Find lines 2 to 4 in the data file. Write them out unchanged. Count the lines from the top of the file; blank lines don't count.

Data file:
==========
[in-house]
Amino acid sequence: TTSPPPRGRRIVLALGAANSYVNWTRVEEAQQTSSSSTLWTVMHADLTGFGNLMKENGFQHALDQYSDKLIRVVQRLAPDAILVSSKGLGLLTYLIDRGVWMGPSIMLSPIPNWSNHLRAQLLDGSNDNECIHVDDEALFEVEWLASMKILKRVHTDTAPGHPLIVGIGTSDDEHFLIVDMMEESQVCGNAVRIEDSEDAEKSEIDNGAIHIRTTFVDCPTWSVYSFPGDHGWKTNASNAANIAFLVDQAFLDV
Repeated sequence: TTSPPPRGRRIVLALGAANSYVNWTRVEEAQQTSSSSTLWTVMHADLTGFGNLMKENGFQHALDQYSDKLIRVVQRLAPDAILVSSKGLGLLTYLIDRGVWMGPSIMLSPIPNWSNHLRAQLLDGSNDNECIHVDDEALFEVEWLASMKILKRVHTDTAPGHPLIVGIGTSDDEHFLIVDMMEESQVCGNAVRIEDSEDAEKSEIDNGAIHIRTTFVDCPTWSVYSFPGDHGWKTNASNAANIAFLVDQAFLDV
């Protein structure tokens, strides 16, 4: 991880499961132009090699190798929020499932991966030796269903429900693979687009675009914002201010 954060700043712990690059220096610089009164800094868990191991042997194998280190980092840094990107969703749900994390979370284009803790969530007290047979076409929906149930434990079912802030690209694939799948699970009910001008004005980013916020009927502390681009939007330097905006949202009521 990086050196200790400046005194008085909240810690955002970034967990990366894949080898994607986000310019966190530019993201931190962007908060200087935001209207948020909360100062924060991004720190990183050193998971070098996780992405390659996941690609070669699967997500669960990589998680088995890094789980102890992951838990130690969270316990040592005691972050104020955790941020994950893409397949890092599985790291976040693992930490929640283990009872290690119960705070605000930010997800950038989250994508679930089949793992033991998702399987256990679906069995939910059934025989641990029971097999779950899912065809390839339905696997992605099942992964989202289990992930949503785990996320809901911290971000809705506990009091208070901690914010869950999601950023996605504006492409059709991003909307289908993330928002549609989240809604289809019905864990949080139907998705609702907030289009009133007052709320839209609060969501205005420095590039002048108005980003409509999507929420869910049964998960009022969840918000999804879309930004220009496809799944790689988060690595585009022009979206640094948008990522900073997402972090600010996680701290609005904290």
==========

Amino acid sequence: TTSPPPRGRRIVLALGAANSYVNWTRVEEAQQTSSSSTLWTVMHADLTGFGNLMKENGFQHALDQYSDKLIRVVQRLAPDAILVSSKGLGLLTYLIDRGVWMGPSIMLSPIPNWSNHLRAQLLDGSNDNECIHVDDEALFEVEWLASMKILKRVHTDTAPGHPLIVGIGTSDDEHFLIVDMMEESQVCGNAVRIEDSEDAEKSEIDNGAIHIRTTFVDCPTWSVYSFPGDHGWKTNASNAANIAFLVDQAFLDV
Repeated sequence: TTSPPPRGRRIVLALGAANSYVNWTRVEEAQQTSSSSTLWTVMHADLTGFGNLMKENGFQHALDQYSDKLIRVVQRLAPDAILVSSKGLGLLTYLIDRGVWMGPSIMLSPIPNWSNHLRAQLLDGSNDNECIHVDDEALFEVEWLASMKILKRVHTDTAPGHPLIVGIGTSDDEHFLIVDMMEESQVCGNAVRIEDSEDAEKSEIDNGAIHIRTTFVDCPTWSVYSFPGDHGWKTNASNAANIAFLVDQAFLDV
């Protein structure tokens, strides 16, 4: 991880499961132009090699190798929020499932991966030796269903429900693979687009675009914002201010 954060700043712990690059220096610089009164800094868990191991042997194998280190980092840094990107969703749900994390979370284009803790969530007290047979076409929906149930434990079912802030690209694939799948699970009910001008004005980013916020009927502390681009939007330097905006949202009521 990086050196200790400046005194008085909240810690955002970034967990990366894949080898994607986000310019966190530019993201931190962007908060200087935001209207948020909360100062924060991004720190990183050193998971070098996780992405390659996941690609070669699967997500669960990589998680088995890094789980102890992951838990130690969270316990040592005691972050104020955790941020994950893409397949890092599985790291976040693992930490929640283990009872290690119960705070605000930010997800950038989250994508679930089949793992033991998702399987256990679906069995939910059934025989641990029971097999779950899912065809390839339905696997992605099942992964989202289990992930949503785990996320809901911290971000809705506990009091208070901690914010869950999601950023996605504006492409059709991003909307289908993330928002549609989240809604289809019905864990949080139907998705609702907030289009009133007052709320839209609060969501205005420095590039002048108005980003409509999507929420869910049964998960009022969840918000999804879309930004220009496809799944790689988060690595585009022009979206640094948008990522900073997402972090600010996680701290609005904290």